We catch the Eurostar back around lunch time to London to go to Birthdays in Dalston. Here the band play a blinder of a set in front of again 100 odd bodies who need a few songs to get into it (a London thing….). And here the band sound on fire, A.T.T.I.T.U.D. is being played with such vigour, it is easily the best version of that song I have ever witnessed. Sadly the set is shorter than Paris due to starting late and the curfew. But in the end a fantastic show.
I show a few pix of both shows, the rest will be in the book that no one will buy. The book will be part 2 on this lot. Even though the band are to release a new album seeing them live will be less frequent due to the fact that Prain and Wilson have decided to become college nerds and later on bank tellers ;) instead.
Some pix from last weekend in East Sussex when we went to friends down in Hastings , visited Seven Sisters’ cliffs, Rye and Winchelsea. Weather forecast was supposedly dire, well it was anything but that. Windy and sunny and in the end we had a few drops, but nothing that spoiled the fun.
Love the cliffs, should do a proper shoot around the area…..
In October/November 1988. I left the military at the end of August and wanted to continue with photographic studies. I had my work published on most Heavy Metal bands from 1982 until 1987 and during my military service (1987/88) I had my camera with me at all times. After my stint in army green I sort of had grown out of shooting gigs a bit and wanted a new challenge, and above all learn more on how to become a pro.
So after enlisting at a school which meant studying from home as that was how the school functioned, I had quite a bit of spare time. I wanted to get more involved and was looking for an apprenticeship in a studio. The pace of the study was too slow for me and I wanted to learn all the tricks of the trade. I wrote to four people, one had died, one never bothered to answer and one contacted me after I had already said yes to the other guy who had gotten back to me.
His name: Harry van der Brugghen. He rang on a Thursday asking me if I wanted to come in on Monday which I did. I was dressed fairly smart and when I arrived I was offered coffee promptly (as my mom predicted) and was told I would join him on a job he was commissioned for that very same afternoon. The job was for ad agency AGH in Den-Bosch and consisted of shooting a X-Mas card for Audi and was meant to have a snow covered back window of an Audi car with the year 1989 cut out. We went to a field between Vught and Den-Bosch where we tried to shoot the vehicle, but that did not work at all. Actually it went a lot worse after that, the shoot was a complete disaster. It took 4 long days and loads of travelling, hiring of gear, get bigger studio etc. And the snow would just not stick to the window……… In the end he had to give the job back. A first for Harry. This was all pre-photoshop days, nowadays a job like this would be a piece of cake.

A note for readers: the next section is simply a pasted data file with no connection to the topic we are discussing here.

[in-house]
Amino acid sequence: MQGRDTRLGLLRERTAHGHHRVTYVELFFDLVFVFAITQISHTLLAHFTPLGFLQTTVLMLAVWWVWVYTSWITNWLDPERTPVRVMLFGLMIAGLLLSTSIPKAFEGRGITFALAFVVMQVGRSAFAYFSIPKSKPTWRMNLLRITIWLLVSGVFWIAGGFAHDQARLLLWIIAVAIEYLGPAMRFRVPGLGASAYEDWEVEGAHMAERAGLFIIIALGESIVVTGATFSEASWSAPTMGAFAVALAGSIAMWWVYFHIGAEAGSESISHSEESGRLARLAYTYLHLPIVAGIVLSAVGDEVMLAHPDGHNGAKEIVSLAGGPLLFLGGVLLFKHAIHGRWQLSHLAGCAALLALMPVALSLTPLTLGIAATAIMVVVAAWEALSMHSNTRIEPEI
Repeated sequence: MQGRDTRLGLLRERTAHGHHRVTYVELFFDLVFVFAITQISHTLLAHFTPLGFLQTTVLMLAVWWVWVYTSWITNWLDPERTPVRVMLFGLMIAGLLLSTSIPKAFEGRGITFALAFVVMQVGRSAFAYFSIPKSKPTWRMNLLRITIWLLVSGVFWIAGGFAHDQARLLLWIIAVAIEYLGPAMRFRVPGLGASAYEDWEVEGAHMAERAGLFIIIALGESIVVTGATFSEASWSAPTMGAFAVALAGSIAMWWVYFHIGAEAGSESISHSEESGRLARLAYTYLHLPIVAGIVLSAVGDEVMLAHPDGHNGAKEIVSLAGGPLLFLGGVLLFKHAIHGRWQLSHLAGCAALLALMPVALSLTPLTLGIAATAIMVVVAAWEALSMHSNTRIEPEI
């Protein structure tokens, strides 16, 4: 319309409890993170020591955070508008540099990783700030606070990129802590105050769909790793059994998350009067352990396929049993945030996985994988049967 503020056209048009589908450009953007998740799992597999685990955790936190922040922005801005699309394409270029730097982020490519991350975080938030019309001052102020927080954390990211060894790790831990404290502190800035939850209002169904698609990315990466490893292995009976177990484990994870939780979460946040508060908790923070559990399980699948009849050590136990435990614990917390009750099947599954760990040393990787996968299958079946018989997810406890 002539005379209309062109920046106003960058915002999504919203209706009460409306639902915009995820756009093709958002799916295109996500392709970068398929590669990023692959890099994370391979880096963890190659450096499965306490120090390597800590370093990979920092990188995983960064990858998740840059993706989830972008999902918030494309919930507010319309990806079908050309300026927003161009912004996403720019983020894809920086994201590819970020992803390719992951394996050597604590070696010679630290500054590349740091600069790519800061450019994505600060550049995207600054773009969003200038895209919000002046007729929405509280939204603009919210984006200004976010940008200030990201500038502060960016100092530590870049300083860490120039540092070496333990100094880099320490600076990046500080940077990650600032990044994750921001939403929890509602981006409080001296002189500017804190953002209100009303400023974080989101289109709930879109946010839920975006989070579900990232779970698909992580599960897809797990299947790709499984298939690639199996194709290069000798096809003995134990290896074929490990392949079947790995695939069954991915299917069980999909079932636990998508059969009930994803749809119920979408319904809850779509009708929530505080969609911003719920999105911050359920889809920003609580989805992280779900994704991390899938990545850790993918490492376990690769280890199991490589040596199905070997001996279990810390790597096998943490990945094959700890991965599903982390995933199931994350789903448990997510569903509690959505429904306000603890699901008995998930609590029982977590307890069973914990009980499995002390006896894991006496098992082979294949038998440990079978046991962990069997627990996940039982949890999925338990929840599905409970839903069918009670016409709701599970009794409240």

That was my introduction to professional photography with Harry.
Harry had passed his exams at the photography academy “Gotze Institute” in Haarlem with honours and had been in business for roughly 4 years when I walked in. What I remember from that period is that the first six months, all I did was photography. I ate, drank, slept you name it only photography. The darkroom was my second home and all I did was process and develop. I even pulled the mattress, which was used as a prop, of the balcony and slept on the studio floor. He gave me directions and I just followed them up and I got stuck too cosily in that method. Then one day he bollocked me for not paying attention and then I did and not much later I started to become a proper assistant and sometimes give him my advise on how to light when it came to shoots and made prints for his clients. His folio he printed himself, something he excelled at.
After a year Harry had another apprentice join, her name was Petra, and with Petra I ended up shooting untold packaging shots while Harry went out showing his folio to clients and getting more work in. It drove us mad shooting everything on a white back ground, job after job. A great learning school though, as every object placed on a white formica sheet would sometimes have a few challenges in store.